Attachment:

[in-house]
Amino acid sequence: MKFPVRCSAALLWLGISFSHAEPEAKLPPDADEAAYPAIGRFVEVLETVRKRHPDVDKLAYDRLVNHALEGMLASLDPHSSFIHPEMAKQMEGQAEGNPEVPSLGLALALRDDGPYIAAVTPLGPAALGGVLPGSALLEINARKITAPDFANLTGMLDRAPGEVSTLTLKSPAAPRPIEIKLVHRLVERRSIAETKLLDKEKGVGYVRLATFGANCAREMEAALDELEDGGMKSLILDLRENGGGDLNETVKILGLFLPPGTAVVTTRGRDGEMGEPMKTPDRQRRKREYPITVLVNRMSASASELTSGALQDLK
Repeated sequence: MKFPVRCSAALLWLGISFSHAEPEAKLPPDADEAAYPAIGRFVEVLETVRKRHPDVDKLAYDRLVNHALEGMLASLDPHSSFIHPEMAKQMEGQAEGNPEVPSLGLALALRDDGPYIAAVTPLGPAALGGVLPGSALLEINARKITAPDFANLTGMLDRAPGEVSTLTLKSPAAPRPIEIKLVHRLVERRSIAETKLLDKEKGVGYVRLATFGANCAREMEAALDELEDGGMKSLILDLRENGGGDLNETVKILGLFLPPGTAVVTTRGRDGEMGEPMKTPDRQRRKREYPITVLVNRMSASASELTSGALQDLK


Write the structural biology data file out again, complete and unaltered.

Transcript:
[in-house]
Amino acid sequence: MKFPVRCSAALLWLGISFSHAEPEAKLPPDADEAAYPAIGRFVEVLETVRKRHPDVDKLAYDRLVNHALEGMLASLDPHSSFIHPEMAKQMEGQAEGNPEVPSLGLALALRDDGPYIAAVTPLGPAALGGVLPGSALLEINARKITAPDFANLTGMLDRAPGEVSTLTLKSPAAPRPIEIKLVHRLVERRSIAETKLLDKEKGVGYVRLATFGANCAREMEAALDELEDGGMKSLILDLRENGGGDLNETVKILGLFLPPGTAVVTTRGRDGEMGEPMKTPDRQRRKREYPITVLVNRMSASASELTSGALQDLK
Repeated sequence: MKFPVRCSAALLWLGISFSHAEPEAKLPPDADEAAYPAIGRFVEVLETVRKRHPDVDKLAYDRLVNHALEGMLASLDPHSSFIHPEMAKQMEGQAEGNPEVPSLGLALALRDDGPYIAAVTPLGPAALGGVLPGSALLEINARKITAPDFANLTGMLDRAPGEVSTLTLKSPAAPRPIEIKLVHRLVERRSIAETKLLDKEKGVGYVRLATFGANCAREMEAALDELEDGGMKSLILDLRENGGGDLNETVKILGLFLPPGTAVVTTRGRDGEMGEPMKTPDRQRRKREYPITVLVNRMSASASELTSGALQDLK